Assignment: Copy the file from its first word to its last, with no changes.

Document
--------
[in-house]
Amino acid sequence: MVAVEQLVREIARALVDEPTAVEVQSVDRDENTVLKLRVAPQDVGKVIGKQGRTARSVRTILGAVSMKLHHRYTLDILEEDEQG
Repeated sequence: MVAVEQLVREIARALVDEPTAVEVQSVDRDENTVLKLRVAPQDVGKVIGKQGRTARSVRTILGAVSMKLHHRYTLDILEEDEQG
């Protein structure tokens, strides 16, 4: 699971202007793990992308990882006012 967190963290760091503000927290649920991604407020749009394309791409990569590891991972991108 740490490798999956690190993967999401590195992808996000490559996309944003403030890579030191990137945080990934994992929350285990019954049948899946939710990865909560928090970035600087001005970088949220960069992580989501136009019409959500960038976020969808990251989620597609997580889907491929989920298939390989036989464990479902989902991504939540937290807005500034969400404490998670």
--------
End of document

[in-house]
Amino acid sequence: MVAVEQLVREIARALVDEPTAVEVQSVDRDENTVLKLRVAPQDVGKVIGKQGRTARSVRTILGAVSMKLHHRYTLDILEEDEQG
Repeated sequence: MVAVEQLVREIARALVDEPTAVEVQSVDRDENTVLKLRVAPQDVGKVIGKQGRTARSVRTILGAVSMKLHHRYTLDILEEDEQG
């Protein structure tokens, strides 16, 4: 699971202007793990992308990882006012 967190963290760091503000927290649920991604407020749009394309791409990569590891991972991108 740490490798999956690190993967999401590195992808996000490559996309944003403030890579030191990137945080990934994992929350285990019954049948899946939710990865909560928090970035600087001005970088949220960069992580989501136009019409959500960038976020969808990251989620597609997580889907491929989920298939390989036989464990479902989902991504939540937290807005500034969400404490998670």